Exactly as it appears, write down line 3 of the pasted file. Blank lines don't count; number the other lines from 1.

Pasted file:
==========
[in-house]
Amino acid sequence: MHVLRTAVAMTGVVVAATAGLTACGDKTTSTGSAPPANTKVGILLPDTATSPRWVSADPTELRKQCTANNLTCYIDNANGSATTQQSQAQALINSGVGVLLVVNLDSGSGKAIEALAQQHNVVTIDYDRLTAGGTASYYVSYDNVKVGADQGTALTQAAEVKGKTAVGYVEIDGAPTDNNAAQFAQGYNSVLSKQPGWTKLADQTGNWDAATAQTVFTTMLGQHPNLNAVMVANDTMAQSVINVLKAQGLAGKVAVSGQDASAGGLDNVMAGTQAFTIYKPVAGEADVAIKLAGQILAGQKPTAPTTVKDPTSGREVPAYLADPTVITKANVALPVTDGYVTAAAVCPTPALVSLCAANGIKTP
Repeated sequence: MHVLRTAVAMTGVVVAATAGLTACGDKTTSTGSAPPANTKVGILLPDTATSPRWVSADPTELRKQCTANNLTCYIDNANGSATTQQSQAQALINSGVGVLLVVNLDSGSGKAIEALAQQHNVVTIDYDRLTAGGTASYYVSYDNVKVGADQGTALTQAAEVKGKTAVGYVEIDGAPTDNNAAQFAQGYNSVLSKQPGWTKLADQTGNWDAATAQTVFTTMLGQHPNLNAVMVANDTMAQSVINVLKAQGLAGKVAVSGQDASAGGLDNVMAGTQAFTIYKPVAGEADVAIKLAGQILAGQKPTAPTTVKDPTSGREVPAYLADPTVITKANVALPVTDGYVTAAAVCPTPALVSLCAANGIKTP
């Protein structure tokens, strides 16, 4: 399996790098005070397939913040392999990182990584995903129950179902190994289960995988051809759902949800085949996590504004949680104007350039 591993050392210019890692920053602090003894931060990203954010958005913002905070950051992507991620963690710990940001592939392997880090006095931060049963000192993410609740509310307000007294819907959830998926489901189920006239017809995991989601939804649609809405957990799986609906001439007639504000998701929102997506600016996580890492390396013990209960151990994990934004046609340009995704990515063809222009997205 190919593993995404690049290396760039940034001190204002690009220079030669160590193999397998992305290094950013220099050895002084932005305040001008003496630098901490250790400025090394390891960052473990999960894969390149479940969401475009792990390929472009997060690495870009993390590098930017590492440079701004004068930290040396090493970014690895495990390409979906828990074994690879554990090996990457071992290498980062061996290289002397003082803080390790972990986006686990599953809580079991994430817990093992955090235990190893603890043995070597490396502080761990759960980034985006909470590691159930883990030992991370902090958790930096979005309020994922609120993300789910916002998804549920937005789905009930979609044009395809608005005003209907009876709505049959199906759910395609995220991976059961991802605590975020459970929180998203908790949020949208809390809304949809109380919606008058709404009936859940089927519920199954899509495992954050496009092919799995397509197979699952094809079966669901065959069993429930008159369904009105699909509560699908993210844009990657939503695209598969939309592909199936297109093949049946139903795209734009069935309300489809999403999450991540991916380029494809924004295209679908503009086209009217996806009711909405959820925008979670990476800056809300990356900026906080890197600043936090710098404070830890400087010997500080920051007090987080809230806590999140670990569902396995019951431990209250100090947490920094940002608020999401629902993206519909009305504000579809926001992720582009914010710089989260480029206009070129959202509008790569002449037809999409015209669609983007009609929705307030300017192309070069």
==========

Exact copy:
Repeated sequence: MHVLRTAVAMTGVVVAATAGLTACGDKTTSTGSAPPANTKVGILLPDTATSPRWVSADPTELRKQCTANNLTCYIDNANGSATTQQSQAQALINSGVGVLLVVNLDSGSGKAIEALAQQHNVVTIDYDRLTAGGTASYYVSYDNVKVGADQGTALTQAAEVKGKTAVGYVEIDGAPTDNNAAQFAQGYNSVLSKQPGWTKLADQTGNWDAATAQTVFTTMLGQHPNLNAVMVANDTMAQSVINVLKAQGLAGKVAVSGQDASAGGLDNVMAGTQAFTIYKPVAGEADVAIKLAGQILAGQKPTAPTTVKDPTSGREVPAYLADPTVITKANVALPVTDGYVTAAAVCPTPALVSLCAANGIKTP